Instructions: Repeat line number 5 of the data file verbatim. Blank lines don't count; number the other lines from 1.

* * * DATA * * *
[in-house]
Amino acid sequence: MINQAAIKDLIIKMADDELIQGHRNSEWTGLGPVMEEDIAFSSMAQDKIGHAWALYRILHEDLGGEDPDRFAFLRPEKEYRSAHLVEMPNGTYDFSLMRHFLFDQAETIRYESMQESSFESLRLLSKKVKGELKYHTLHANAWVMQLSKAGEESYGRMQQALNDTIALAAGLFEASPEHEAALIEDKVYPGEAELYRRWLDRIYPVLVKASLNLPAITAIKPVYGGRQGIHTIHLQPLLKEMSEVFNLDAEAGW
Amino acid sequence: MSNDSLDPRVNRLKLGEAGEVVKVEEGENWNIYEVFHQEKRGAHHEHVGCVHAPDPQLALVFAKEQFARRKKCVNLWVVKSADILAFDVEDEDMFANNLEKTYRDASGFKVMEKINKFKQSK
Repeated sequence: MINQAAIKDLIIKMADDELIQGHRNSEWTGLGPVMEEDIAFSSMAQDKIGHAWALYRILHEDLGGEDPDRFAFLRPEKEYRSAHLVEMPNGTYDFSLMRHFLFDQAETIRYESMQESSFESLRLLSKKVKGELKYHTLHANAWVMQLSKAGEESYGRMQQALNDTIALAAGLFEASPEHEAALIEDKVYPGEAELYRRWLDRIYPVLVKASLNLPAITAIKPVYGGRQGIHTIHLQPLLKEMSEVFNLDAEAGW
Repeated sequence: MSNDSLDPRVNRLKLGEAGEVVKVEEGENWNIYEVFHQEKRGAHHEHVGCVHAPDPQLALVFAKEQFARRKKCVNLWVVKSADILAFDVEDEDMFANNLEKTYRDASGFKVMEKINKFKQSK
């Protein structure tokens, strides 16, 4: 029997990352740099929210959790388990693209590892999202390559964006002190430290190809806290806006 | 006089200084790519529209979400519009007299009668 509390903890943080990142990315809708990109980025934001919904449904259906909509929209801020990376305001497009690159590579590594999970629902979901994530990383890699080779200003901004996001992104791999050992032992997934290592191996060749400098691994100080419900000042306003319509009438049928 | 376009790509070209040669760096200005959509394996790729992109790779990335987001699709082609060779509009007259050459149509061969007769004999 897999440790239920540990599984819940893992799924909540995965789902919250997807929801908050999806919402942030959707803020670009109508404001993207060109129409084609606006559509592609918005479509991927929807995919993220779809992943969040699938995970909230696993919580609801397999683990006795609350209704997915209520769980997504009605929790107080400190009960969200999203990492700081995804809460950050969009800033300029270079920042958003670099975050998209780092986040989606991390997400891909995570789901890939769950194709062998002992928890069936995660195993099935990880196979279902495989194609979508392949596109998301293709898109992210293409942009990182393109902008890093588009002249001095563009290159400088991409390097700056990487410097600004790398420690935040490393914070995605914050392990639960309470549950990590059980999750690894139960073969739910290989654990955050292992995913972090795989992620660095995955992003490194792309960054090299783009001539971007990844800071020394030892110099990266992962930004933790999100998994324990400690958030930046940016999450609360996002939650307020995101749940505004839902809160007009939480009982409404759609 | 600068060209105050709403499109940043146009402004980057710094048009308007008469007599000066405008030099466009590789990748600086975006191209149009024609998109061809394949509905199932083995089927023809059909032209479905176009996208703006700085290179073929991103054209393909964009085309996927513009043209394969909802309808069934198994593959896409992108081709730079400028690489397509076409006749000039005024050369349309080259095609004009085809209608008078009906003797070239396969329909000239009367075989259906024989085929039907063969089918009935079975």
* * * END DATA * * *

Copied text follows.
Repeated sequence: MSNDSLDPRVNRLKLGEAGEVVKVEEGENWNIYEVFHQEKRGAHHEHVGCVHAPDPQLALVFAKEQFARRKKCVNLWVVKSADILAFDVEDEDMFANNLEKTYRDASGFKVMEKINKFKQSK